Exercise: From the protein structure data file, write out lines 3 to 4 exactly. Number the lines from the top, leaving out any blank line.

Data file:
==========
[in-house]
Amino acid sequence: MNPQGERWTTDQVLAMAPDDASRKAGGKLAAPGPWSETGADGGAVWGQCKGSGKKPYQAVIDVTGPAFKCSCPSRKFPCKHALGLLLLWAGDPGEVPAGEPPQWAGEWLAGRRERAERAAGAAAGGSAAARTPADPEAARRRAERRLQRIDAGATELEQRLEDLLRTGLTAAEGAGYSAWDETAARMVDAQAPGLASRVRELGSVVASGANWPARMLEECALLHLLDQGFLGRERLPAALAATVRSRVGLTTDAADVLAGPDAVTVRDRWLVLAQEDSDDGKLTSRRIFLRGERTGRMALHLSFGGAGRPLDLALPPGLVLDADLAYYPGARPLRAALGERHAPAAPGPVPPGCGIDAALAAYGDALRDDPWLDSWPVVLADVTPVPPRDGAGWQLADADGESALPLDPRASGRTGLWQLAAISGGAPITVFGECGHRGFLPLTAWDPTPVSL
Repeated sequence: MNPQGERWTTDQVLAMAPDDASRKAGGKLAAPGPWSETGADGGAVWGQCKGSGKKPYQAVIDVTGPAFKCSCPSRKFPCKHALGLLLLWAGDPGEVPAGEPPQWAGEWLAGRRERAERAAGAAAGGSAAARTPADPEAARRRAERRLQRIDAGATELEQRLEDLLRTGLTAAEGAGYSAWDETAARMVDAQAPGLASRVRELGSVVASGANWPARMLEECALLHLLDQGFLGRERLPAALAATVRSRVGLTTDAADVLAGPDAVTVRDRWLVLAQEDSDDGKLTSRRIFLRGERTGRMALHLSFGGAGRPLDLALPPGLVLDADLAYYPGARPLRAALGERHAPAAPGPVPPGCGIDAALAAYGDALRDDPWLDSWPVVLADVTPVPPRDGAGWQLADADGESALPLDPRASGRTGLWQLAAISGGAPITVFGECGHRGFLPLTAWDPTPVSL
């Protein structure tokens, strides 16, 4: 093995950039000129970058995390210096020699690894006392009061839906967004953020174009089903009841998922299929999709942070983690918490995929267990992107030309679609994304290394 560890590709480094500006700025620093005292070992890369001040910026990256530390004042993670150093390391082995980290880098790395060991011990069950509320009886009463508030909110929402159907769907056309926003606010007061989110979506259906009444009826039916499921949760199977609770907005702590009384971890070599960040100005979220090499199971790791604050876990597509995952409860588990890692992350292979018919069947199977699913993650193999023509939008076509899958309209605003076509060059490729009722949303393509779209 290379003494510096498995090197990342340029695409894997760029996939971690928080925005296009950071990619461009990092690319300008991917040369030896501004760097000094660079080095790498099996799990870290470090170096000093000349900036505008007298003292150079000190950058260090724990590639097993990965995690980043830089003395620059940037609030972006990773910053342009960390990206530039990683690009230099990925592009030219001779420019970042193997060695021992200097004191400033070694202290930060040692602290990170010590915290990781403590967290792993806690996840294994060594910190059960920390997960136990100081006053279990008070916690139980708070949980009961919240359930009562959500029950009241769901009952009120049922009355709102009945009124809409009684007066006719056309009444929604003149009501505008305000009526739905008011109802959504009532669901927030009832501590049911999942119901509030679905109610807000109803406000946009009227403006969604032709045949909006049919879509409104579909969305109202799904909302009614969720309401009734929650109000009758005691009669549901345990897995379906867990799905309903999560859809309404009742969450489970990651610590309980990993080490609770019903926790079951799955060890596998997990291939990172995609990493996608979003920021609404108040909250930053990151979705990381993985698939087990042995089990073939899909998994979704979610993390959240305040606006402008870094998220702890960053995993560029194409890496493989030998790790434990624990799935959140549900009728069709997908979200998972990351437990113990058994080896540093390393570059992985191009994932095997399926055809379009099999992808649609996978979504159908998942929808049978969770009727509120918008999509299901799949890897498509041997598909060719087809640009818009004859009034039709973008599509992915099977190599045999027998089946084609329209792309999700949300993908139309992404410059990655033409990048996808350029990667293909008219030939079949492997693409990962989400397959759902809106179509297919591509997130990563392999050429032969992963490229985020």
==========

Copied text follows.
Repeated sequence: MNPQGERWTTDQVLAMAPDDASRKAGGKLAAPGPWSETGADGGAVWGQCKGSGKKPYQAVIDVTGPAFKCSCPSRKFPCKHALGLLLLWAGDPGEVPAGEPPQWAGEWLAGRRERAERAAGAAAGGSAAARTPADPEAARRRAERRLQRIDAGATELEQRLEDLLRTGLTAAEGAGYSAWDETAARMVDAQAPGLASRVRELGSVVASGANWPARMLEECALLHLLDQGFLGRERLPAALAATVRSRVGLTTDAADVLAGPDAVTVRDRWLVLAQEDSDDGKLTSRRIFLRGERTGRMALHLSFGGAGRPLDLALPPGLVLDADLAYYPGARPLRAALGERHAPAAPGPVPPGCGIDAALAAYGDALRDDPWLDSWPVVLADVTPVPPRDGAGWQLADADGESALPLDPRASGRTGLWQLAAISGGAPITVFGECGHRGFLPLTAWDPTPVSL
């Protein structure tokens, strides 16, 4: 093995950039000129970058995390210096020699690894006392009061839906967004953020174009089903009841998922299929999709942070983690918490995929267990992107030309679609994304290394 560890590709480094500006700025620093005292070992890369001040910026990256530390004042993670150093390391082995980290880098790395060991011990069950509320009886009463508030909110929402159907769907056309926003606010007061989110979506259906009444009826039916499921949760199977609770907005702590009384971890070599960040100005979220090499199971790791604050876990597509995952409860588990890692992350292979018919069947199977699913993650193999023509939008076509899958309209605003076509060059490729009722949303393509779209 290379003494510096498995090197990342340029695409894997760029996939971690928080925005296009950071990619461009990092690319300008991917040369030896501004760097000094660079080095790498099996799990870290470090170096000093000349900036505008007298003292150079000190950058260090724990590639097993990965995690980043830089003395620059940037609030972006990773910053342009960390990206530039990683690009230099990925592009030219001779420019970042193997060695021992200097004191400033070694202290930060040692602290990170010590915290990781403590967290792993806690996840294994060594910190059960920390997960136990100081006053279990008070916690139980708070949980009961919240359930009562959500029950009241769901009952009120049922009355709102009945009124809409009684007066006719056309009444929604003149009501505008305000009526739905008011109802959504009532669901927030009832501590049911999942119901509030679905109610807000109803406000946009009227403006969604032709045949909006049919879509409104579909969305109202799904909302009614969720309401009734929650109000009758005691009669549901345990897995379906867990799905309903999560859809309404009742969450489970990651610590309980990993080490609770019903926790079951799955060890596998997990291939990172995609990493996608979003920021609404108040909250930053990151979705990381993985698939087990042995089990073939899909998994979704979610993390959240305040606006402008870094998220702890960053995993560029194409890496493989030998790790434990624990799935959140549900009728069709997908979200998972990351437990113990058994080896540093390393570059992985191009994932095997399926055809379009099999992808649609996978979504159908998942929808049978969770009727509120918008999509299901799949890897498509041997598909060719087809640009818009004859009034039709973008599509992915099977190599045999027998089946084609329209792309999700949300993908139309992404410059990655033409990048996808350029990667293909008219030939079949492997693409990962989400397959759902809106179509297919591509997130990563392999050429032969992963490229985020």